If 6 blocks are mined in every hour then in an hour only 12000 transactions will be confirmed. But it seems in every second 3-10 transactions are added. So in an hour, approximate 21600 new transactions will be created.
That sounds approximately correct. Space for blocks is a free market, with a limited amount of supply. By definition that means that not every issued transaction will find a place. This is expected.
Also note that there is no minimum cost or maximum demand for transactions. A transaction chooses its own fee, and anyone in the world could just try to issue large amounts of very cheap transactions if there was excess space in blocks - requiring the whole world to validate them.
I am surprised that there are 220k unconfirmed transactions in the blockchain. And more transactions are getting queued in every minute.
There are zero unconfirmed transactions in the blockchain. The blockchain contains by definition only confirmed transactions. I assume you're looking at some website that shows you their list of unconfirmed transactions. But there is no guaranteed consistency across nodes. In particular, most nodes on the network use a mempool of limited size, which evicts the lowest fee transactions if it grows too large. On top of that, every node can choose their own policies for what unconfirmed transactions to accept.
The point here is that these is not so much a "queue" of waiting transactions. There is a market of offered transactions, and miners will pick some from them, in some order.
So what will happen to the unconfirmed transactions, if they lose that money or the transaction will be canceled?
The transactions are not in the blockchain, which means there is no consistency across the network about them, by definition. They may confirm at some point, or not. But as long as they don't confirm, they didn't happen. There is nothing to cancel, or to refund. From the point of view of the network, the transaction just hasn't gone through.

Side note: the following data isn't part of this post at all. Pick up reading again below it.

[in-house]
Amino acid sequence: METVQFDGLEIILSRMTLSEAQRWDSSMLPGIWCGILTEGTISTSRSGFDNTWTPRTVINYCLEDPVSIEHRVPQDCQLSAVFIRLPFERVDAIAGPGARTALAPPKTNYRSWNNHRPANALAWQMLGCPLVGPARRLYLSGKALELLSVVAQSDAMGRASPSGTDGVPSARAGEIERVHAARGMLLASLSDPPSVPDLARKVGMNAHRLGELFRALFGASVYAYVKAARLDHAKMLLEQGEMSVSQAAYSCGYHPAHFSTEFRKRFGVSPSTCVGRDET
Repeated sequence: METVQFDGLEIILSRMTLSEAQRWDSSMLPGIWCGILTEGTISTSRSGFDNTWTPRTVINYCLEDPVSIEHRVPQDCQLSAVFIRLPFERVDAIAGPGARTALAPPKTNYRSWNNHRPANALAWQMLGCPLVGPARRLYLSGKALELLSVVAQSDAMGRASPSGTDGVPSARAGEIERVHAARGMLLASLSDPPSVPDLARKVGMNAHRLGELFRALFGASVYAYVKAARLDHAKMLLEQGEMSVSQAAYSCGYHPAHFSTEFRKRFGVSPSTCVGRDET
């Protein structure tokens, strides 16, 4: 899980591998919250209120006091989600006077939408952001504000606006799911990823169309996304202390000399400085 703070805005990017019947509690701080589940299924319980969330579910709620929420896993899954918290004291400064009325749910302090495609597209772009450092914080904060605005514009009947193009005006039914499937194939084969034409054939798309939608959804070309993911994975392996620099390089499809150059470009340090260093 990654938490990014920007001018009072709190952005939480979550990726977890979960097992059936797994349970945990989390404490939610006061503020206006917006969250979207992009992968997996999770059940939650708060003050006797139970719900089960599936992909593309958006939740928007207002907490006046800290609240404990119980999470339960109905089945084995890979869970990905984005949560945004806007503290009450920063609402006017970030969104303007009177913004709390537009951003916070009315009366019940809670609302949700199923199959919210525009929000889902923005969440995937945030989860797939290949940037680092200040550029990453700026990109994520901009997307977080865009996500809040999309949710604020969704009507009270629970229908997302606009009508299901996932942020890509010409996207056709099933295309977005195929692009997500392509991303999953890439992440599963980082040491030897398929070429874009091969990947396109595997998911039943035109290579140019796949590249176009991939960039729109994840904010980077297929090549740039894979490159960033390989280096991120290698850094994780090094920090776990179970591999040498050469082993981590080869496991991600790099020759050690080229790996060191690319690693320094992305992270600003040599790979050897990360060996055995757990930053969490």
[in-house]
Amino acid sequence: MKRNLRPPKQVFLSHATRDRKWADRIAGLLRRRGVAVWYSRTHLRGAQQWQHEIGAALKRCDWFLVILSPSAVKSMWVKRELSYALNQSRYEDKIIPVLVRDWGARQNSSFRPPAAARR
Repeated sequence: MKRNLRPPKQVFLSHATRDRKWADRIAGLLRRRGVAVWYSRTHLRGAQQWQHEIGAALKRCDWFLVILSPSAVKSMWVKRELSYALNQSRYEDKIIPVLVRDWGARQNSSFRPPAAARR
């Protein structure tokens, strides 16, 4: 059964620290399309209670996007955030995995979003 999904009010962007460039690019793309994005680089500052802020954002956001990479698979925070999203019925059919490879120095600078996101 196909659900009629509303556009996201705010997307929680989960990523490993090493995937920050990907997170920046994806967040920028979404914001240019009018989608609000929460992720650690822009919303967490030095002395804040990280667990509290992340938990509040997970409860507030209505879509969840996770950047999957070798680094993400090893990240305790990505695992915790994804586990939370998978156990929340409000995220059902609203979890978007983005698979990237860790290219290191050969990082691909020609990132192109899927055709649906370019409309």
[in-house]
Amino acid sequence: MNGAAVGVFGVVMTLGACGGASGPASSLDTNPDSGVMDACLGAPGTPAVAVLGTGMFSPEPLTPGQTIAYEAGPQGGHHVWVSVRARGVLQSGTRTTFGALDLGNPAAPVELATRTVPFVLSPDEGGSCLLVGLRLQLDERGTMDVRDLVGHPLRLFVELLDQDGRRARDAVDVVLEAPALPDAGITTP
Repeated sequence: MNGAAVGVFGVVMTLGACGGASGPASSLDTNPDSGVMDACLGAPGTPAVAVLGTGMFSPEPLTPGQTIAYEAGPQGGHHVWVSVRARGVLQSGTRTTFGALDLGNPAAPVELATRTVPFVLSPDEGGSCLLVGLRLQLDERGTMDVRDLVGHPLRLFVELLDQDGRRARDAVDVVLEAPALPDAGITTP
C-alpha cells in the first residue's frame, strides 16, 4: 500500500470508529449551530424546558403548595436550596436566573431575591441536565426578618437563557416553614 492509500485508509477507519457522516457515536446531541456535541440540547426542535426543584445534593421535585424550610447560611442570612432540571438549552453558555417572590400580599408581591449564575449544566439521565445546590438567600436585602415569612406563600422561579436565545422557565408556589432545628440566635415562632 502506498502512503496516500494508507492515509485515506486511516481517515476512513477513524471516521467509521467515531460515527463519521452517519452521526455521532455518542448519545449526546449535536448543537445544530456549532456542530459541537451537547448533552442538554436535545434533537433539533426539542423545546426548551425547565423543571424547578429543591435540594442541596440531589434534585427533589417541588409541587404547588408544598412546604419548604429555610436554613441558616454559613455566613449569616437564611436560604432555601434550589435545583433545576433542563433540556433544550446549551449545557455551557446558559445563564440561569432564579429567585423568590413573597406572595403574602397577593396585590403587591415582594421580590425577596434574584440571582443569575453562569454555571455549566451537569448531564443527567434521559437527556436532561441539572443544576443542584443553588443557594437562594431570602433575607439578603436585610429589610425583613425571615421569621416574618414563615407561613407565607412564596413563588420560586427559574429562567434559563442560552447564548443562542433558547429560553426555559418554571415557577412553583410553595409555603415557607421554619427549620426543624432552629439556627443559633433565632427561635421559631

The question is what your wallet software or service will let you do.
It may permit you to treat the transaction as abandoned, and allow you to respend the same money. Look for RBF (BIP125) if you want some technical details, but in short, it's a procedure that permits wallets to replace an outstanding transaction with another one that pays a higher fee.
See one transaction (Transaction Details) made by one of my friends but not confirmed. So he is thinking to way out from bitcoin. I am so sad that no one will accept this currency if this cannot be solved.
Bitcoin is inherently not a very convenient payment mechanism. It doesn't offer instant payments, or customer protection, or guarantees you're sending to a legitimate business.
All of these things are being worked on as systems to build into or on top of Bitcoin, but there is a lot of missing technology.
Update: Please consider that I am new to Bitcoin, I just want to know what will happen to the transactions if it is expired?. Also if there is an address change in the transaction then to which address the refund will go (if it happen)
Expiration is just one policy that some nodes choose to determine which transactions to keep in their memory pool. It's not very related to this issue, as anyone on the network could just re-broadcast an older transaction, and it can get accepted again by nodes after it was expired before.